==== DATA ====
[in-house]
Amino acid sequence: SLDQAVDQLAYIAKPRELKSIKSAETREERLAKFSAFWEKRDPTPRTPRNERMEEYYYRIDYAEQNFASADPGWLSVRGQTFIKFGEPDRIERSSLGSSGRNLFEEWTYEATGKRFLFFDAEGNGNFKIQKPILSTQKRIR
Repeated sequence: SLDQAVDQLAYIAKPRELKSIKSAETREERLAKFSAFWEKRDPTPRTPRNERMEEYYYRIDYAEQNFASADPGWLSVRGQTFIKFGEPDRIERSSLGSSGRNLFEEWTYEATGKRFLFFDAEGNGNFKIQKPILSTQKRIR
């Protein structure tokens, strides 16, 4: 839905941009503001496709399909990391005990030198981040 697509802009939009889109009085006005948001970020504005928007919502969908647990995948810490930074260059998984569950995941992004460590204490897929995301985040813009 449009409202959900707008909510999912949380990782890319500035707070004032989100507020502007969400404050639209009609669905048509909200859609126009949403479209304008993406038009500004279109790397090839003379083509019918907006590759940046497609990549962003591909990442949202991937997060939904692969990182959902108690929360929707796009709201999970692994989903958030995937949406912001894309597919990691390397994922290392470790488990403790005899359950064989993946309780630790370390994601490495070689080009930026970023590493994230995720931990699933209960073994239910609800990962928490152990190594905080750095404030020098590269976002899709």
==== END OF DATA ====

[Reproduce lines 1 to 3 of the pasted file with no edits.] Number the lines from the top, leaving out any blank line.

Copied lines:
[in-house]
Amino acid sequence: SLDQAVDQLAYIAKPRELKSIKSAETREERLAKFSAFWEKRDPTPRTPRNERMEEYYYRIDYAEQNFASADPGWLSVRGQTFIKFGEPDRIERSSLGSSGRNLFEEWTYEATGKRFLFFDAEGNGNFKIQKPILSTQKRIR
Repeated sequence: SLDQAVDQLAYIAKPRELKSIKSAETREERLAKFSAFWEKRDPTPRTPRNERMEEYYYRIDYAEQNFASADPGWLSVRGQTFIKFGEPDRIERSSLGSSGRNLFEEWTYEATGKRFLFFDAEGNGNFKIQKPILSTQKRIR